• Regarding point (c), studies that better describe the CYP polymorphism-associated differences in the rate of metabolism of individual SSRIs between patients could be designed. These should overcome the limitations of current literature addressing this issue, such that they are adequately powered, address individual SSRIs, account for diet, and co-medications, particularly CYP inhibiting or inducing drugs.
  • Regarding point (d), there is a need to perform studies of CYP genotyping in a large variety of populations to ascertain sensitivity and specificity of genotyping as applicable in real-world settings. It is essential that such studies explore a large range of the known possible polymorphisms functionally affecting each enzyme, refraining from focusing solely on the detection of the major alleles relevant to Caucasians and African-Americans. In order to reliably assess the performance of these tests the sample sizes employed must bear power to report results within narrow margins of confidence interval, repeatedly and consistently concluding identical genotype calls.
  • Regarding points (e) and (f), multivariable pathway analysis studies underway may provide guidance regarding extent of variation in depression treatment response attributable to CYP enzymes, albeit this may reflect only a subset of patients treated with citalopram.109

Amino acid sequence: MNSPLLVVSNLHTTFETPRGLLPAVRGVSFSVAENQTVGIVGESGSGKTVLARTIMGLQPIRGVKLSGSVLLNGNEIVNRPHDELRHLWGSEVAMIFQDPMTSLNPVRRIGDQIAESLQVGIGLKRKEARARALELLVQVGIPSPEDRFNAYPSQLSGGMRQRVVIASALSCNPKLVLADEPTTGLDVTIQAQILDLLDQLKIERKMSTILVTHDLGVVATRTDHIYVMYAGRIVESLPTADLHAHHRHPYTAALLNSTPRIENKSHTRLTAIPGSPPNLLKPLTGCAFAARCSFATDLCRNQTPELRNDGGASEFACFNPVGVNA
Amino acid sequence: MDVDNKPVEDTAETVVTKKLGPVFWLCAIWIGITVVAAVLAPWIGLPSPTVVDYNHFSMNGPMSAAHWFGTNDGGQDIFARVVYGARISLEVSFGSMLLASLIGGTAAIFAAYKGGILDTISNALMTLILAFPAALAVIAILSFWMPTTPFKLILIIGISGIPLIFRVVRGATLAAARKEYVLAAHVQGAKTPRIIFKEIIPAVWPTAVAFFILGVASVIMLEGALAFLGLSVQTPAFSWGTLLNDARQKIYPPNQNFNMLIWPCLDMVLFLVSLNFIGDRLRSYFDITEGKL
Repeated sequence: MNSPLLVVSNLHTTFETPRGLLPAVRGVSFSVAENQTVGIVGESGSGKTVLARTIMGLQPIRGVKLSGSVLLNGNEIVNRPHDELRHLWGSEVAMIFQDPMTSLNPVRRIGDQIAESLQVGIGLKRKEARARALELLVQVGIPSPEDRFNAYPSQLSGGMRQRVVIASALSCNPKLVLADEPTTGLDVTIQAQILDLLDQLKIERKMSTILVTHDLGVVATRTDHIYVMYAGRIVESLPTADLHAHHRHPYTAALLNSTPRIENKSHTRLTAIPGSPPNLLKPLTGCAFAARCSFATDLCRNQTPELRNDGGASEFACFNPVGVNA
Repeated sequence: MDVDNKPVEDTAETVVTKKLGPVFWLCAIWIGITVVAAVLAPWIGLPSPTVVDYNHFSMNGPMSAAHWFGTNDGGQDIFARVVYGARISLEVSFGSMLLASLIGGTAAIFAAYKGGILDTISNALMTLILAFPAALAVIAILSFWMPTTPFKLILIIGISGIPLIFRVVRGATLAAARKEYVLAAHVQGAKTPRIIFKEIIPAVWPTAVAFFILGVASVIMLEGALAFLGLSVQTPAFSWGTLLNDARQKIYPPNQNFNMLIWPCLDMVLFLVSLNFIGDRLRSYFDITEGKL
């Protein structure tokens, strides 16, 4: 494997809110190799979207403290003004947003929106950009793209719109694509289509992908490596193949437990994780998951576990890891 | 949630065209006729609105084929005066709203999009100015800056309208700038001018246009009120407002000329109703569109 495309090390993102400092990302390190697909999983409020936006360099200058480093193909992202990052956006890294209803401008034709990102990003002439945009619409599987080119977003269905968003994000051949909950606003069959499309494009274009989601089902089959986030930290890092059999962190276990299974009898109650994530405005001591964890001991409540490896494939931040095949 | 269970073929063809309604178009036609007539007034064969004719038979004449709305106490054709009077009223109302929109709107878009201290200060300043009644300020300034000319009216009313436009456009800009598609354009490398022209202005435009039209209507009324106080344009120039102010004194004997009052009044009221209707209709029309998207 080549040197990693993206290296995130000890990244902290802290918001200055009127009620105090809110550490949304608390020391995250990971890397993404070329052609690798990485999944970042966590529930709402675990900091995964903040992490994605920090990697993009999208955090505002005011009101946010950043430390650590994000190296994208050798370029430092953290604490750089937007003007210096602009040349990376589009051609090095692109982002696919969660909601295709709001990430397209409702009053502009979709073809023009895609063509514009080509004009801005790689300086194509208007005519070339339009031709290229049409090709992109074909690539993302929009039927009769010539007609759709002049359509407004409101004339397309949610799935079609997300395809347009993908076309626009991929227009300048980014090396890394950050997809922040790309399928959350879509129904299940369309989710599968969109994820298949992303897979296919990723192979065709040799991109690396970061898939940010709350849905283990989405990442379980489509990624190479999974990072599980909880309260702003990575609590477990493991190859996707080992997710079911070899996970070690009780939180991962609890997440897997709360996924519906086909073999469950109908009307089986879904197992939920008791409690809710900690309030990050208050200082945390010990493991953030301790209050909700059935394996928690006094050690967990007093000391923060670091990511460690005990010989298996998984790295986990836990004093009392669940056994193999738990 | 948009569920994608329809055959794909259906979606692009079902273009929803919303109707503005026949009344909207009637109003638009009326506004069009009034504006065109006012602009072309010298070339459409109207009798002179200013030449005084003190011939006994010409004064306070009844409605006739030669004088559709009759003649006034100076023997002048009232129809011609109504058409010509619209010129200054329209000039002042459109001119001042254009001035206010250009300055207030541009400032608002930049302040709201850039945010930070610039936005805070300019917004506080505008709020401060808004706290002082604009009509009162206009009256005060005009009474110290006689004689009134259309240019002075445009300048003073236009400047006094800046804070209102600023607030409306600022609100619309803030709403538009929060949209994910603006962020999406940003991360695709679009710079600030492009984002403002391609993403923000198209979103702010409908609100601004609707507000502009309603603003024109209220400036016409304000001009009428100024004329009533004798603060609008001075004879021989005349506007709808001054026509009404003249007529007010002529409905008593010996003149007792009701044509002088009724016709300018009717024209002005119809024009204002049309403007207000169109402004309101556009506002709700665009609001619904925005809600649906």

• Regarding points (e), (f), and (g), studies that could better ascertain the predictive value of CYP genotyping in depression treatment outcomes, and its impact on medical or personal decisionmaking, could be designed. The suggested study design would be a properly sized (likely to be large) randomized trial of CYP genotyping-guided treatment versus treatment as usual. Such a trial should be in keeping with design standards aimed at minimizing bias (e.g., using intent-to-treat analysis, blinding of physicians and patients), maximizing generalizability (e.g., representative of individuals with severe non-psychotic depression), and including meaningful outcomes (e.g., short-term treatment success, satisfaction, resource utilization). Such a study would provide answers about rates of dropouts/non-response in individuals who were genotyped versus those who were not. It would also provide data about treatment decisions by providers and patients, based on genotyping, and the outcome of such genotyping-guided treatment (e.g., higher starting doses in ultra-rapid metabolizers or lower doses in poor metabolizers) in comparison to the current practice of “trial and error.” It may also provide valuable information about harms.